Atherosclerosis, a condition in which fatty lesions form to narrow, weaken, and distort blood vessel walls, might be primarily thought of as a condition of macrophage dysfunction. The innate immune cells called macrophages are responsible for clearing out unwanted lipids from blood vessel walls. Unfortunately, the growing prevalence of oxidized lipids and an inflammatory environment arising in later life causes macrophages to falter at this task. Macrophages become inflammatory rather than helpful in the lesion environment, then are overwhelmed and die, but are still attracted in ever greater numbers to swell the size of the lesion.
Researchers have shown that some of these inflammatory and dysfunctional macrophages are senescent, and that removing them via the use of senolytic therapies helps to slow the progression of atherosclerosis in animal models. In today's open access paper, the role of senescent endothelial cells in blood vessel walls is considered. Senescent cells secrete inflammatory signals, so any population of senescent cells in the vicinity of an atherosclerotic lesion will make things worse by biasing macrophages towards adopting an inflammatory, unhelpful state, rather than working on repair of the lesion.
Given that, it is unclear as to which of the populations of senescent cell types in and around atherosclerotic lesions are most influential on the progression of the condition and growth of lesions, as present senolytic treatments will destroy all of them at the same time. It is a question that may not matter all that much at the end of the day, however. The practical road ahead is to produce senolytic therapies that can reliably and safely remove as high a proportion of senescent cells as possible from every tissue in the body.
A striking feature of cellular senescence is a stable cell cycle arrest, which prohibit the replication of damaged cells and consequently limit the tissue damage and resist tumorigenesis in the short-term. However, senescent cells become harmful in the long term, especially through secreting soluble factors including cytokines, chemokines, and matrix proteases, called senescence-associated secretory phenotype (SASP). Eliminating senescent cells prevents age-related organ dysfunction in the heart and kidney, and notably, expands the lifespan in mice. Also, senescent cell-depletion and senolytic agents that preferentially kill senescent cells improved physical function and showed beneficial effects in age-related diseases such as osteoarthritis and atherosclerosis. These findings strongly suggest the critical and causative role of cellular senescence in age-related diseases.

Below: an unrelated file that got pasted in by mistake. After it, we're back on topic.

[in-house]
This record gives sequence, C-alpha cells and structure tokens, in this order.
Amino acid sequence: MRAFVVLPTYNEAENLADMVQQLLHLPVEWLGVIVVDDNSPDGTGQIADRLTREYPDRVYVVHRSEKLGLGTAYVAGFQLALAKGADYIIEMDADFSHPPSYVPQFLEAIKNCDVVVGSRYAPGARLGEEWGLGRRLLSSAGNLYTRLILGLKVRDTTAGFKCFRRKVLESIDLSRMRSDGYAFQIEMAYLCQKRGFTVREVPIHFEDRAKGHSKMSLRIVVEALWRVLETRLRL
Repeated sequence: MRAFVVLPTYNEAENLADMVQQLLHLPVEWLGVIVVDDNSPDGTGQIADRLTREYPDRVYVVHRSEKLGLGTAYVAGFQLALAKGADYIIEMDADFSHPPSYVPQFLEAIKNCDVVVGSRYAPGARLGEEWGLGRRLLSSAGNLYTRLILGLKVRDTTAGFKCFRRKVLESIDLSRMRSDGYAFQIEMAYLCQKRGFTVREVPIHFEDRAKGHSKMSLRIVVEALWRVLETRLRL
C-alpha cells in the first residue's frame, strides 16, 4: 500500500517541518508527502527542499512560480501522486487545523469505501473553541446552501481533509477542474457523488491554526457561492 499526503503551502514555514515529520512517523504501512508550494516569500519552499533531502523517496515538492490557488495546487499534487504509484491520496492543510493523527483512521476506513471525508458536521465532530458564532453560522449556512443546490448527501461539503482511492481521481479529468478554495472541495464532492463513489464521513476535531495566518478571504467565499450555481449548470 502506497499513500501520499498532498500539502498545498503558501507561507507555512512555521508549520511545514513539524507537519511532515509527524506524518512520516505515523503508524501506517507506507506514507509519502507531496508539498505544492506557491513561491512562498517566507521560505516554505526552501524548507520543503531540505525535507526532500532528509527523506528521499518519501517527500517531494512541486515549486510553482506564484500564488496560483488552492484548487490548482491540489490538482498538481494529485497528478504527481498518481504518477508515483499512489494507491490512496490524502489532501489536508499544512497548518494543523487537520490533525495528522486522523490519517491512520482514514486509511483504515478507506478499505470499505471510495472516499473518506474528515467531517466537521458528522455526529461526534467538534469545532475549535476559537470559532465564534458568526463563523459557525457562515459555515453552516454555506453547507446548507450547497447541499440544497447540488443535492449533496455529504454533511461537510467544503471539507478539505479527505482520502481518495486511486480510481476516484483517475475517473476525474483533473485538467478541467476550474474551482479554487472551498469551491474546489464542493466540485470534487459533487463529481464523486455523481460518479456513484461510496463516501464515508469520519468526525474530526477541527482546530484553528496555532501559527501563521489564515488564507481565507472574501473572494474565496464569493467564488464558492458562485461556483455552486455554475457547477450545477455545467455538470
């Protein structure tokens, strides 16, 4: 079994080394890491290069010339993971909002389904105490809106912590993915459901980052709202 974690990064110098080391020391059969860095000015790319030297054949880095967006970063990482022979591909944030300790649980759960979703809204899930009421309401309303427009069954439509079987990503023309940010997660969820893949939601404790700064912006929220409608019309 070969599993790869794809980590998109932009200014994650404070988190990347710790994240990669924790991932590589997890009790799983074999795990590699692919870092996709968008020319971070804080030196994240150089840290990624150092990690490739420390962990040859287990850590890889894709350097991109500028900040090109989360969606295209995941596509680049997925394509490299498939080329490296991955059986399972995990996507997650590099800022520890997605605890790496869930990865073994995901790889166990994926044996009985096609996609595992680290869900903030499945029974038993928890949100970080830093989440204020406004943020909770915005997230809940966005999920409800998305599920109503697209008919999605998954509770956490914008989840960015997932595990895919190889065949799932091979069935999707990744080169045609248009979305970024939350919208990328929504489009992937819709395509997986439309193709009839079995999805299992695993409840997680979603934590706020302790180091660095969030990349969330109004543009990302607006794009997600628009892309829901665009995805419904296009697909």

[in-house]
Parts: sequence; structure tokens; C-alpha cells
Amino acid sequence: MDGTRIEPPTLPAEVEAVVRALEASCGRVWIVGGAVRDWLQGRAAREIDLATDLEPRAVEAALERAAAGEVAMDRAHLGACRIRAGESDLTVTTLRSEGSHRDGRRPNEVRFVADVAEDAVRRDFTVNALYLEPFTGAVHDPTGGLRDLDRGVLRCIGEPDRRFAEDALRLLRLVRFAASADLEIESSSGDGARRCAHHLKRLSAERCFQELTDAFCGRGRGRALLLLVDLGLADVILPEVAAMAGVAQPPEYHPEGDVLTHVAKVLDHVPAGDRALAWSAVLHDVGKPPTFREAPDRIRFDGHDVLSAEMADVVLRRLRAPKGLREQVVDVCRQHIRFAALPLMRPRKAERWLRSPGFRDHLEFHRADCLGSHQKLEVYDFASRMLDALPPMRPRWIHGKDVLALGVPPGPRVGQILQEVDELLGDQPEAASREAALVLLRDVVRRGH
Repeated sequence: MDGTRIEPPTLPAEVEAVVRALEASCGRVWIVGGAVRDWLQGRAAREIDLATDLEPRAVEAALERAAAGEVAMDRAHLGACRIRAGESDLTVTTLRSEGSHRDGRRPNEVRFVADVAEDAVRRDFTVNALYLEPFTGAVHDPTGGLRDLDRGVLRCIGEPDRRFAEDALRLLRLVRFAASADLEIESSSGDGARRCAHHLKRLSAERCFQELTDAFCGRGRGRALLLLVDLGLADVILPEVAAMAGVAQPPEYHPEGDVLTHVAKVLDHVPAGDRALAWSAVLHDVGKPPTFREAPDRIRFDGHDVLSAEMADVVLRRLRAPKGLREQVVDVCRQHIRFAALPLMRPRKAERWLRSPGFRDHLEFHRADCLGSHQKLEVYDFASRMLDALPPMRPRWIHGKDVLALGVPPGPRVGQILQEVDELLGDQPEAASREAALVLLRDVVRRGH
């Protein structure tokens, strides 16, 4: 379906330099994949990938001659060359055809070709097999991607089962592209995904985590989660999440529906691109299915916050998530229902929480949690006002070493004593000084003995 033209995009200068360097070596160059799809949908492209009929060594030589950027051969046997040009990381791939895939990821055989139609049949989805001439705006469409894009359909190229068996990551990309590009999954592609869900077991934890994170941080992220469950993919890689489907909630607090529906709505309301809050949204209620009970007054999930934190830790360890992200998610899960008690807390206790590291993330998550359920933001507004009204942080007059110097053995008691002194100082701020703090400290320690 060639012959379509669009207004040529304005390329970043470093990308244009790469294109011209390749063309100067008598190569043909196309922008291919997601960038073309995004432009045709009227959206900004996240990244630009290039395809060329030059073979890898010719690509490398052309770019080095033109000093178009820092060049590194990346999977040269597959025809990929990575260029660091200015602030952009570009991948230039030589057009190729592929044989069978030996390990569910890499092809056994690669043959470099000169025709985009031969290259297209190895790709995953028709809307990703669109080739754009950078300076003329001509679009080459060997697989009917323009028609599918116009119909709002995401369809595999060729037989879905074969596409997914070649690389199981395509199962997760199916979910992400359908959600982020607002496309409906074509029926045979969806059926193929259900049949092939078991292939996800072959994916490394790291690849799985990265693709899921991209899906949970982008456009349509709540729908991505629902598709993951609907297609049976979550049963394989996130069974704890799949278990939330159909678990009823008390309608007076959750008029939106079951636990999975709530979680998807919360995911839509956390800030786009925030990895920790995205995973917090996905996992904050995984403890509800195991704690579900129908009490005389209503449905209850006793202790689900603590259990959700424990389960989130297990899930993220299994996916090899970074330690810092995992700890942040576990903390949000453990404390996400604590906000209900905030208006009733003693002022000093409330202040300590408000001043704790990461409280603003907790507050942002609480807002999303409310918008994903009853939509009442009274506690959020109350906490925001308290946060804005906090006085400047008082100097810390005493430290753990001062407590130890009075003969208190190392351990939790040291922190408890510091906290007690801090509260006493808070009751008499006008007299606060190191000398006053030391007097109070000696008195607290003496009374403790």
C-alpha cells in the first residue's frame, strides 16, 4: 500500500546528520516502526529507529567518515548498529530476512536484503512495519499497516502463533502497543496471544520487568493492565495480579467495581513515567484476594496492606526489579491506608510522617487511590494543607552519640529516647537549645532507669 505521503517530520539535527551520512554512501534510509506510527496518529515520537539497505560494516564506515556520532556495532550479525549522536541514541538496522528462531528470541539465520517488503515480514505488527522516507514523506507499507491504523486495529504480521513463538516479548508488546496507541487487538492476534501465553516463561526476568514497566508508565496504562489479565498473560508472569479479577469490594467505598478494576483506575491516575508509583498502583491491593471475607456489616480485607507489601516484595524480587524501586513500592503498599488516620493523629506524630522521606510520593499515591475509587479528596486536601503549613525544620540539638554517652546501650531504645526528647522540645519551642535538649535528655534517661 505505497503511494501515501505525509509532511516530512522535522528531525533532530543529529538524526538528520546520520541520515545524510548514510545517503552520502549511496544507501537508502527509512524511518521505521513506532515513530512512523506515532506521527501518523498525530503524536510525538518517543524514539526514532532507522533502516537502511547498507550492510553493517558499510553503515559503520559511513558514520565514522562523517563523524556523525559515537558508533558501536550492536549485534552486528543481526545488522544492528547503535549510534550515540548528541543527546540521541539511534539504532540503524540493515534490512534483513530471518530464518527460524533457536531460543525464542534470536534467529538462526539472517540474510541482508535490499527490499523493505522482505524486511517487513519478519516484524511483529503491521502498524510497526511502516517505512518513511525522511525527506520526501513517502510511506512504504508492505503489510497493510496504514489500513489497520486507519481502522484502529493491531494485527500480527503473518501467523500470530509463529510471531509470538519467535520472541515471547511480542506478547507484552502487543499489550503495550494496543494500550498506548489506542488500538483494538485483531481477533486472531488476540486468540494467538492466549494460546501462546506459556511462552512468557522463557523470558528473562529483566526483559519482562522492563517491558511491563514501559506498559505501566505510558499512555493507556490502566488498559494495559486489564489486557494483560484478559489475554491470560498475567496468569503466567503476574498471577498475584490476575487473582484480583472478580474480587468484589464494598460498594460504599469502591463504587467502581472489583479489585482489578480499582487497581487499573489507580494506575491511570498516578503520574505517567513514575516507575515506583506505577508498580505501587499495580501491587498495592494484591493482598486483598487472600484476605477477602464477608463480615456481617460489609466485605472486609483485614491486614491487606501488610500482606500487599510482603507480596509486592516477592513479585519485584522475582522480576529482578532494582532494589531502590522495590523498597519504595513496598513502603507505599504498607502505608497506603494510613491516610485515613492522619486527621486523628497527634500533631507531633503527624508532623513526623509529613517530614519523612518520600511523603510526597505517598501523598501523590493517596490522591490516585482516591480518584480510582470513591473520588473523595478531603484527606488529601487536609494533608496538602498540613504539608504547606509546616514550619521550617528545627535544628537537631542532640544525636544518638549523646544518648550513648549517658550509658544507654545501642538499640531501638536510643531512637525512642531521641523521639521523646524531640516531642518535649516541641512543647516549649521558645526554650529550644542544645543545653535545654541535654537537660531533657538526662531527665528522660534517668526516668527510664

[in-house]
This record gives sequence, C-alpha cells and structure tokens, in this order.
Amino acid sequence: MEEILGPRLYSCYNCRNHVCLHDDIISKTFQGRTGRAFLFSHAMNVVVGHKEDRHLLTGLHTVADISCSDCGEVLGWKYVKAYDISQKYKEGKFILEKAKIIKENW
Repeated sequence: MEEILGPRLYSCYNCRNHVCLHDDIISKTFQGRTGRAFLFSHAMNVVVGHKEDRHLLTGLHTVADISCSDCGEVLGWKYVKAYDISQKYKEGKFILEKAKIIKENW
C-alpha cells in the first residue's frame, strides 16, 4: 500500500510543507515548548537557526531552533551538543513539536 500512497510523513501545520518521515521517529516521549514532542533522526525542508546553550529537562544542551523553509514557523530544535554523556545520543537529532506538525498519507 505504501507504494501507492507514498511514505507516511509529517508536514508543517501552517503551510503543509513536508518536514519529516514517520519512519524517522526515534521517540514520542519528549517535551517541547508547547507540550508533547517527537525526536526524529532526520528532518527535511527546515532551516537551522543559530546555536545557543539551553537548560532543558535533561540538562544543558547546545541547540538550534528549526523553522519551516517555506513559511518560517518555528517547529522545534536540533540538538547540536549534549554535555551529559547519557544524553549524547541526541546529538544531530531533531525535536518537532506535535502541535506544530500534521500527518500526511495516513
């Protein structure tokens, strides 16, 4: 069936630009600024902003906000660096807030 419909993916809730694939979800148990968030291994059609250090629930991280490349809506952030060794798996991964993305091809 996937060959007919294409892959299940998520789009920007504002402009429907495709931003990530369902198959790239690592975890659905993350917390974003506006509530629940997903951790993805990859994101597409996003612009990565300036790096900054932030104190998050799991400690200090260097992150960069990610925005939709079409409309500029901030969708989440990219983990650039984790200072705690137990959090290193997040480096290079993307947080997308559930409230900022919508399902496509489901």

Senescence of vascular cells is involved in age-related vascular dysfunction including atherosclerosis. Senescent vascular cells have been detected in atherosclerotic plaque, and eliminating senescent cells prevented the progression of atherosclerosis. Also, crucial and causative roles of vascular smooth muscle cell senescence in atherosclerosis have been reported. However, a role of endothelial cell (EC) senescence in atherogenesis remains to be elusive, though potential role of senescent EC in atherosclerosis was reported. By utilizing endothelial progeroid mice, we identified EC senescence promotes atherosclerosis potentially through EC hyper-inflammability due to epigenetic alteration.